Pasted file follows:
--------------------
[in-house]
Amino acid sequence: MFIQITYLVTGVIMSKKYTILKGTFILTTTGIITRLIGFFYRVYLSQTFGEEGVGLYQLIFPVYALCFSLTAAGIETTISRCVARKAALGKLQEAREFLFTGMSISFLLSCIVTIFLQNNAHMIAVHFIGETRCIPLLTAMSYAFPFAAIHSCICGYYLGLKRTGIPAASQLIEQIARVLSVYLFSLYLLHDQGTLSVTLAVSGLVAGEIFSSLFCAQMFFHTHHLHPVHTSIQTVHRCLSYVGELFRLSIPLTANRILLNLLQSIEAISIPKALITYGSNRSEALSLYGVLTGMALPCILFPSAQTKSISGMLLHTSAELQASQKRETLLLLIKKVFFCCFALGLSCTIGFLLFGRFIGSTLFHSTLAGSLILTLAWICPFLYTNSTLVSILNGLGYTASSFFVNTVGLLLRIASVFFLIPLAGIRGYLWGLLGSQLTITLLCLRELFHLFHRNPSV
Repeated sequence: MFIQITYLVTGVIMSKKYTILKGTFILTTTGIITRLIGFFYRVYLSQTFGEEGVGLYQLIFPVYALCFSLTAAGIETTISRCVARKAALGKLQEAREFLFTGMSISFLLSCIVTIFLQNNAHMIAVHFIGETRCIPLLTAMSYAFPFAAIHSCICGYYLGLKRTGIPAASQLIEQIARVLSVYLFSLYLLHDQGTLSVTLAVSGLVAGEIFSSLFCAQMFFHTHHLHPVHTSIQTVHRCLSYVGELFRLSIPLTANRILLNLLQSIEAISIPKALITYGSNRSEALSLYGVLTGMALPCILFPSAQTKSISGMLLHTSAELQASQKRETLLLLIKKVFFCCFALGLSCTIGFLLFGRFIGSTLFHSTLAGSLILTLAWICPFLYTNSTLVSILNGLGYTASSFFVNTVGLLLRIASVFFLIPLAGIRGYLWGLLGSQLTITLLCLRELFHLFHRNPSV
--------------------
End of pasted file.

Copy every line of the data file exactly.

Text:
[in-house]
Amino acid sequence: MFIQITYLVTGVIMSKKYTILKGTFILTTTGIITRLIGFFYRVYLSQTFGEEGVGLYQLIFPVYALCFSLTAAGIETTISRCVARKAALGKLQEAREFLFTGMSISFLLSCIVTIFLQNNAHMIAVHFIGETRCIPLLTAMSYAFPFAAIHSCICGYYLGLKRTGIPAASQLIEQIARVLSVYLFSLYLLHDQGTLSVTLAVSGLVAGEIFSSLFCAQMFFHTHHLHPVHTSIQTVHRCLSYVGELFRLSIPLTANRILLNLLQSIEAISIPKALITYGSNRSEALSLYGVLTGMALPCILFPSAQTKSISGMLLHTSAELQASQKRETLLLLIKKVFFCCFALGLSCTIGFLLFGRFIGSTLFHSTLAGSLILTLAWICPFLYTNSTLVSILNGLGYTASSFFVNTVGLLLRIASVFFLIPLAGIRGYLWGLLGSQLTITLLCLRELFHLFHRNPSV
Repeated sequence: MFIQITYLVTGVIMSKKYTILKGTFILTTTGIITRLIGFFYRVYLSQTFGEEGVGLYQLIFPVYALCFSLTAAGIETTISRCVARKAALGKLQEAREFLFTGMSISFLLSCIVTIFLQNNAHMIAVHFIGETRCIPLLTAMSYAFPFAAIHSCICGYYLGLKRTGIPAASQLIEQIARVLSVYLFSLYLLHDQGTLSVTLAVSGLVAGEIFSSLFCAQMFFHTHHLHPVHTSIQTVHRCLSYVGELFRLSIPLTANRILLNLLQSIEAISIPKALITYGSNRSEALSLYGVLTGMALPCILFPSAQTKSISGMLLHTSAELQASQKRETLLLLIKKVFFCCFALGLSCTIGFLLFGRFIGSTLFHSTLAGSLILTLAWICPFLYTNSTLVSILNGLGYTASSFFVNTVGLLLRIASVFFLIPLAGIRGYLWGLLGSQLTITLLCLRELFHLFHRNPSV